The Operating System



For this, the 6th Annual iteration of our beloved Poetry Month 30/30/30 series/tradition, I asked four poets (and previous participants) to guest-curate a week of entries, highlighting folks from their communities and the poets who’ve influenced their work.

I’m happy to introduce Janice Sapigao, Johnny Damm, Phillip Ammonds, and Stephen Ross, who have done an amazing job gathering people for this years series! We’re so excited to share this new crop of tributes with you. Hear more from our four guest editors in the introduction to this year’s series.

Hungry for more? there’s 150 previous entries from past years here! You should also check out Janice’s piece on Nayyirah Waheed, Johnny’s piece on Raymond Roussel, Phillip’s piece on Essex Hemphill, and Stephen’s piece on Ronald Johnson’s Ark, while you’re at it.

This is a peer-to-peer system of collective inspiration! No matriculation required.
Enjoy, and share widely.

– Lynne DeSilva-Johnson, Managing Editor/Series Curator

The community of poets and scholars convened here for the OS’s National Poetry Month has never existed, as far as I know, in the same geographical or electronic space. Yet I’m moved to see that the members of this new community (excluding the New Yorkers) all hail from the places I’ve lived that mean the most to me: Montreal, the UK Midlands, North Carolina, Georgia. I canvassed old friends and new acquaintances, as well as friends of friends, to contribute to this year’s Poetry Month, and am delighted to find how meaningfully the contributions resonate with each other. These mutually reinforcing energies are not simply a matter of aesthetic and/or political affinities between the poet-scholars and their poets, but emerge from each contributor’s recognition and appreciation of the particulars of their chosen poet.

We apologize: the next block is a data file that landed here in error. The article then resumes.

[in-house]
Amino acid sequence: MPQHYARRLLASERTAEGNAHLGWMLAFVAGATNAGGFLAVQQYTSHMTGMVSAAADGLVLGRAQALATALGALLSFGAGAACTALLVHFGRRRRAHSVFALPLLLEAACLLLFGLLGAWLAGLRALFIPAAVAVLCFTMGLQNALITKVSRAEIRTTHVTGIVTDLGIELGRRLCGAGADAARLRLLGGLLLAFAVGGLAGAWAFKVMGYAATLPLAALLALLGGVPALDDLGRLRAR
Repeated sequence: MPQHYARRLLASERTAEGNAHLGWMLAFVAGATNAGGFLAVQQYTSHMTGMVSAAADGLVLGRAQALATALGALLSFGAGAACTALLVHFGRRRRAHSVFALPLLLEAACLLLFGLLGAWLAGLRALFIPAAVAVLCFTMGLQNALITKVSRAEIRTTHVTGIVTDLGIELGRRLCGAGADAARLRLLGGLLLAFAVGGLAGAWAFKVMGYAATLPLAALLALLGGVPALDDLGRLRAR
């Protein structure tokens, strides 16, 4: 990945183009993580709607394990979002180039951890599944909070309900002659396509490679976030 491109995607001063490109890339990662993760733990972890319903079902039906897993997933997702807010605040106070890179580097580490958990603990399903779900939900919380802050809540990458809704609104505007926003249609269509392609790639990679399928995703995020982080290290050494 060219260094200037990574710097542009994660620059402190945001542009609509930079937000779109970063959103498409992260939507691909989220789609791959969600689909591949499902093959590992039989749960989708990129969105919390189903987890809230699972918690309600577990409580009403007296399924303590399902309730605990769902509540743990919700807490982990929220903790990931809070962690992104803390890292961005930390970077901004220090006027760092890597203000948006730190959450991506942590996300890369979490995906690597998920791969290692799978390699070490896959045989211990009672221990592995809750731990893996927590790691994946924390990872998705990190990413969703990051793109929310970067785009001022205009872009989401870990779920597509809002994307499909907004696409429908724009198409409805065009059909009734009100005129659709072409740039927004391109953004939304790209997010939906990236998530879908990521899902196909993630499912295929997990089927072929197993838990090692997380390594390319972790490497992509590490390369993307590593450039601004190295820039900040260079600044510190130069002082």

Contributions by Charles Gonsalves (on Barbara Guest), Sarah Huener (on Eileen Myles), and Aaron Goldsman (on Tommy Pico) span three generations of what some might still be pleased to call the New York School–which generation are we on now? Other contributors attend to the limits of poetics: Klara DuPlessis reflects eloquently on Anne Carson’s (de)creative refusal to finish a book, while Zohar Atkins ponders William Bronk’s endless rewriting of the same poem. Aaron Belz’s tribute to Robert Bly’s translations of César Vallejo speaks to the winding, unpredictable process of poetic influence.
Stephen Ross is a literary scholar, translator, and editor. He earned his PhD in English from the University of Oxford in 2013 and is a founding editor of the literary web-journal, Wave Composition. With Ariel Resnikoff, he is working on the first-full length translation and critical edition of Mikhl Likht’s Yiddish modernist long-poem, Processions. He is a contributing editor for The Operating System’s Unsilenced Texts series, and also co-editor with Dr. Alys Moody of the forthcoming anthology, Global Modernists on Modernism (Bloomsbury, 2017), a 190,000-word sourcebook that draws on a large archive of historical materials — statements, manifestos, letters, prefaces, introductions, hybrid works, etc — by modernist practitioners across the arts, with a special focus on untranslated, poorly disseminated (in English), and ‘forgotten’ texts. His current book project is a study of modern American poetics and objecthood.